Crist singled out the three Wall Street firms and KKR Financial, an affiliate of Kohlberg Kravis Roberts & Co., the giant buyout firm. KKR Financial issued huge amounts of risky, short-term debt that the three Wall Street firms sold to the SBA.

The governor said he understands that the Wall Street firms tried unsuccessfully to sell some of the "investments that went south'' to other states. So why did the SBA buy them? he asked.

Crist also said that Bush was an honorable person and that he couldn't believe he would ever be "involved in anything nefarious.'' But he suggested that Lehman Brothers may have hired Bush to try to gain influence with the SBA.

"I hope that he wasn't sort of used,'' Crist said.

Attorney General Bill McCollum, who became an SBA trustee in January 2007, declined to comment. His press secretary, Sandi Copes, said that the trustees "do not directly oversee day-to-day management'' of the SBA. That's the job of SBA managers, she said.

No one knows how much investors will lose or recover from the problem securities. But state Rep. Carl Domino, R-Jupiter, who led a House inquiry on the SBA, said the losses may be less than $100-million.

"It's a lot of money, but relative to the losses suffered by other participants in the capital markets, it's not exceptional,'' Domino said.

SBA officials say that, given time, they are optimistic the problem securities will regain their value.

Despite the current woes, they say they have one of the nation's best public investment management teams, with a pension fund that is fully funded, unlike most public pension funds in the United States.

They say they bought the troubled securities, known as "asset-backed commercial paper," because they were top-rated and considered safe, low-risk investments.

Yet to some in the investment world, asset-backed commercial paper — a type of short-term loan backed by something valuable like a home mortgage — is considered extremely complex.

"Bankers talk about them as neutron bomb products,'' said Charles Grice, a former Federal Reserve official who advises companies on financial regulatory issues. "This is like passing out a grenade at a cocktail party, and Florida got caught holding the grenade.''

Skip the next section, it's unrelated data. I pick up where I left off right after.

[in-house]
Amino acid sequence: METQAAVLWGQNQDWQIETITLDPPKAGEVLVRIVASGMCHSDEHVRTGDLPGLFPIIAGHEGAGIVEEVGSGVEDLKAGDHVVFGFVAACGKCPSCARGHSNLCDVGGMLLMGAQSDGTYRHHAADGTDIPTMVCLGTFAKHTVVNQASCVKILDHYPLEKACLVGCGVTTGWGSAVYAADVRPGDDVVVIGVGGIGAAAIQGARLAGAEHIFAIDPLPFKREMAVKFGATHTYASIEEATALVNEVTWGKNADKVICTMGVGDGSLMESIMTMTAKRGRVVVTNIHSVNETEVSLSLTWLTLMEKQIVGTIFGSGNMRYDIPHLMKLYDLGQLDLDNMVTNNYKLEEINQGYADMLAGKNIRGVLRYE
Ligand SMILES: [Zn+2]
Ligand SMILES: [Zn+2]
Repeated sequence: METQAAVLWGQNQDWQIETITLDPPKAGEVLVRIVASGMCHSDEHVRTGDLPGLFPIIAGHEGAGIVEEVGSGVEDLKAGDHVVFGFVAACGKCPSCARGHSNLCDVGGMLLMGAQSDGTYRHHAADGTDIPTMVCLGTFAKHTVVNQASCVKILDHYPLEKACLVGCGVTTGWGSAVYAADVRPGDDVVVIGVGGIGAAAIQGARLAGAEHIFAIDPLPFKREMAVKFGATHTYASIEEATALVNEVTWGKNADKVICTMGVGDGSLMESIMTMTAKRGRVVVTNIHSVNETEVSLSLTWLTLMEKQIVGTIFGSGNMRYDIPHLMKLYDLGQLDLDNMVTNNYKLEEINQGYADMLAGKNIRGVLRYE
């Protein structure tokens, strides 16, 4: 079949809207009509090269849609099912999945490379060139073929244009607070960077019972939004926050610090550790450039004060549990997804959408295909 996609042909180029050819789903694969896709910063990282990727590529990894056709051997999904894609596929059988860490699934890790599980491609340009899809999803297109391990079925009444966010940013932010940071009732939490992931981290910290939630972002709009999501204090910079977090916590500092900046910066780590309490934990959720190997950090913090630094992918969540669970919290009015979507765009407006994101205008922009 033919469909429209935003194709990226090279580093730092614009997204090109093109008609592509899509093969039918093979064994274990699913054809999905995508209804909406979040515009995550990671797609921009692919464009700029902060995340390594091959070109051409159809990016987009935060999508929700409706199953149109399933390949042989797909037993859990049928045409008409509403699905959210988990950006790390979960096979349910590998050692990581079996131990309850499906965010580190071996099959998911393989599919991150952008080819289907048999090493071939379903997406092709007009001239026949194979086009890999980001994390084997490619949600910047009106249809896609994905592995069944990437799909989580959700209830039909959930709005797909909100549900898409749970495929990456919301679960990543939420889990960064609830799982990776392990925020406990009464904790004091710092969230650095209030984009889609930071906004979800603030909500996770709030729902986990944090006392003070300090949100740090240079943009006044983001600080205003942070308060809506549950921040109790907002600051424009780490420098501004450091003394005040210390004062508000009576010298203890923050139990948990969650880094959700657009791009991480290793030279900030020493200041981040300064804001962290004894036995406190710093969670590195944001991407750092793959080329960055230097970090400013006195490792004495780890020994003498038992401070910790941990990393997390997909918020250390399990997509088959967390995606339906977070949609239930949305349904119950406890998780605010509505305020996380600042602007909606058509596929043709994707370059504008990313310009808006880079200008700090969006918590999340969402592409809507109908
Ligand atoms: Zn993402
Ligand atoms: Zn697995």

According to the four-page document request the SEC sent to the SBA, the federal agency is focusing on at least 10 securities, including those that were purchased from Lehman Brothers, Credit Suisse and JPMorgan Chase for three state investment funds.

Jack Kiefner, a securities lawyer in St. Petersburg who formerly worked for the SEC, said the broad scope of the documents requested suggests that the federal investigation is serious.

Meanwhile, the SBA's lawyers have concluded that the Wall Street firms improperly sold three securities to the SBA. Litigation "may be imminent,'' Robert F. Milligan, the SBA's acting executive director, told the SBA's trustees Wednesday.

Lehman Brothers denied making improper sales to the SBA. Credit Suisse and KKR Financial declined to comment. JP­Morgan Chase did not respond to requests for comment.

The SBA's internal audit, conducted by the Clifton Gunderson accounting firm and released last month, found dozens of instances where brokers like the Wall Street firms made improper sales of securities to several SBA-managed funds.

The auditors also uncovered conflicts of interest because some of the SBA employees handling investments also monitored their own trades.

In addition, the audit said, SBA managers ignored their own rules and purchased securities through unapproved brokers.

They also failed to notify their bosses when investments fell below purchase guidelines, the audit said.

For example, the audit found five instances where securities in Florida's catastrophic hurricane fund were downgraded between August and October 2007. But it was not until February 2008 that hurricane fund staff became aware of the problem, according to the audit.

The audit attributed much of the SBA's problems to weak oversight. It noted that seven comparable states have boards of directors with nine to 17 members, including financial professionals and investors or retirees with a stake in the system. The Florida board of trustees has only three members — the statewide elected officials.

In his response to the audit, Milligan, the acting SBA chief, said the agency has already made key changes. It has reorganized jobs to eliminate potential conflicts of interest and plans to hire a consultant to re-examine investment policies.

This isn't the first time SBA has faced charges of unwise investments. In 2002, the agency lost $280-million on Enron stock, some of it bought while other investors were unloading it.

Last year, before problems with the local government fund emerged, another audit found the SBA was not adequately supervising risky investments.

Who's to blame for state's bad investments? 05/30/08 [Last modified: Monday, June 2, 2008 4:11pm]